The end of the year always sneaks up on me. One moment it’s Christmas time – then all of a sudden daylight savings, warmer days and May and June emerge out of nowhere. I always tell myself – “This year will be different! I won’t get caught up and not see the end is near.” Yet, here we go again. It’s almost May and I don’t know where the time went.
Before we can take that much needed time to reflect, we need to survive the chaos that is the last few weeks of the school year. This time of year is full of planned and surprise interruptions. Ten teacher bloggers have taken the time to share their thoughts on how to make the end of the year more manageable for teachers.
This four part series will discuss:
- Week 1: End of the Year Classroom Management
- Week 2: Favourite End of the Year Lessons, Assignments and Units
- Week 3: Special End of the Year Activities For Students
- Week 4: End of the Year Teacher Reflections
What is your best classroom management advice for the end of the year?
1. Routines, routines and more routines. Do not change things up now. Students like to know things ahead of time- so post your week at a glance for them to see. I noticed that once I started posted a week at a glance for my students – they started to come more prepared for class and ready to learn. Also don’t forget that at any point in the year it is OK to get in touch with a student’s parents. The last few weeks are not exempt. Kristy from 2 Peas and a Dog
2. Give the students time to reflect on what they’ve accomplished and learned this year. Have a couple of projects ready to go for this purpose and spread them out over the last few weeks so when they get too squirrelly you can get them back on track with a “fun” project that lets them show off their skills. Meghan from Fun Fresh Ideas
3. Keep the expectations high and the interest level higher! Pull out the most engaging projects and tap into the most controversial or exciting topics to keep them wanting to do and learn more! Michele from A Lesson Plan For Teachers
4. Try something new to keep them guessing so they won’t tune you out! I like to introduce new ways to up the ante with my reward system like adding in a BINGO board. Lisa from Mrs Spangler in the Middle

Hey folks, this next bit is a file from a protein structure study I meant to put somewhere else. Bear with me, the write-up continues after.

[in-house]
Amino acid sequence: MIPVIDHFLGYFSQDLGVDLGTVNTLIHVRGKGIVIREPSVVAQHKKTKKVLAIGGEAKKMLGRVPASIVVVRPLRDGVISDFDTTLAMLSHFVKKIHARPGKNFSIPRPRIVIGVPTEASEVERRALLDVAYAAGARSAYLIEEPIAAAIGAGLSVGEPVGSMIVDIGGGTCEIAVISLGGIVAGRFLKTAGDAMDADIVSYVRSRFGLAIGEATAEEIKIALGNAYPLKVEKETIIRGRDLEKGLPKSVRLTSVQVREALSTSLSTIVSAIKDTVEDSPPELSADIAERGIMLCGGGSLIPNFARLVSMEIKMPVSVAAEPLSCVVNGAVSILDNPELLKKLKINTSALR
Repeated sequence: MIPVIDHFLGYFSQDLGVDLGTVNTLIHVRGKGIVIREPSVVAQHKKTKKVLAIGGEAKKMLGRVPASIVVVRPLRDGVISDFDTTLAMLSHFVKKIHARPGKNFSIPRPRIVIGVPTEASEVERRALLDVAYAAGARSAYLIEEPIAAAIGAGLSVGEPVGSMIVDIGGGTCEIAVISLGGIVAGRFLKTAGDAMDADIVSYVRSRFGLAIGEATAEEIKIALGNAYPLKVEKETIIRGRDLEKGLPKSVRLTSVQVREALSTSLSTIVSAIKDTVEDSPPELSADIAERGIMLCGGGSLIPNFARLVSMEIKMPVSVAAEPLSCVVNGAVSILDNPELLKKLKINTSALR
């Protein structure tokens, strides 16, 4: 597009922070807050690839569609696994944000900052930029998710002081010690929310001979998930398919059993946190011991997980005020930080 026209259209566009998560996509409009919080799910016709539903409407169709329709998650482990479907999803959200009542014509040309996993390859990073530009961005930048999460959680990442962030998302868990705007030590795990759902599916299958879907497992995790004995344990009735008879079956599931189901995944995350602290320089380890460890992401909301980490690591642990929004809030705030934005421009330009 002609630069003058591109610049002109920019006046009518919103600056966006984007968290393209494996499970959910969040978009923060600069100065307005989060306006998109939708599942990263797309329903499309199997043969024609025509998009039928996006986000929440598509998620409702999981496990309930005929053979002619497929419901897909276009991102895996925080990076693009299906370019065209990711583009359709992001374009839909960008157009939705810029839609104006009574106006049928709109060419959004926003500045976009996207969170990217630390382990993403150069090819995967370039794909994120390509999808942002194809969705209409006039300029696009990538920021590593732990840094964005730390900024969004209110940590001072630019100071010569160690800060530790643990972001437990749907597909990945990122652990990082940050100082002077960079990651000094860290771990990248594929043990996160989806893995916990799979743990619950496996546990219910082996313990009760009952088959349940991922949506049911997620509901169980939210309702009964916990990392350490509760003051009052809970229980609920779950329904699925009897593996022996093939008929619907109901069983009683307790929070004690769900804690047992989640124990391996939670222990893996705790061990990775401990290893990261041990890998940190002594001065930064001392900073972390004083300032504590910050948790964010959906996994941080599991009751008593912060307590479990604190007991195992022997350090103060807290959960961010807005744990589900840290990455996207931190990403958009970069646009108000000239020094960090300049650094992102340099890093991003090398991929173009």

5. It is important to keep students focused, but to build in some opportunities for fun. This is a great time to use review games, student choice, and hands-on projects to help with engagement. Tara from Science in the City
6. In order to keep students focused at the end of the school year, it’s important to keep them engaged and busy. Even though we’re all tired, I don’t like to have a lot “down” time in my classroom. I also try to maintain regular routines through the last days. Kim from OC Beach Teacher
7. The end of the year can really seem to drag on, and students are a mix of hyper-tired-stressed-hyper. The best tip I have is to create space for them to both expend energy AND calm down (in case they’re dreading exams, etc.). In my classroom, we start each day of the last couple weeks with a drama game to help get rid of the hyper. Then, we move into review (games, collaborative quizzes, Kahoot, etc.). The last ten minutes, however, we do free writing activities or colour as we listen to an audiobook or podcast. Planning around their energy level really helps keep students focused at the end of the year. Danielle from Teach Nouvelle
8. Try new, daring and edgy things! You might think it’s the WORST TIME, but it’s really the best. Do a breakout.edu. Try virtual environment gamified instruction (minecraft.edu), keep them engaged. Mary from Your Smarticles
9. The end of the year is an amazing time to loosen up and really bond with students before they leave your room (possibly forever!). I find that if I’m consistent with my expectations throughout the year, my students and I share a mutual respect, and I really don’t have to do anything differently (other than maybe remind them that it’s still not okay to go to the bathroom twice in one period.) At the end of the year, I love to have discussions, collaborative activities and even take students outside to enjoy the beautiful weather. These approaches seem to keep behaviour issues at bay. Melissa from The Reading and Writing Haven
10. Make things fun! Randi from 4 The Love of Math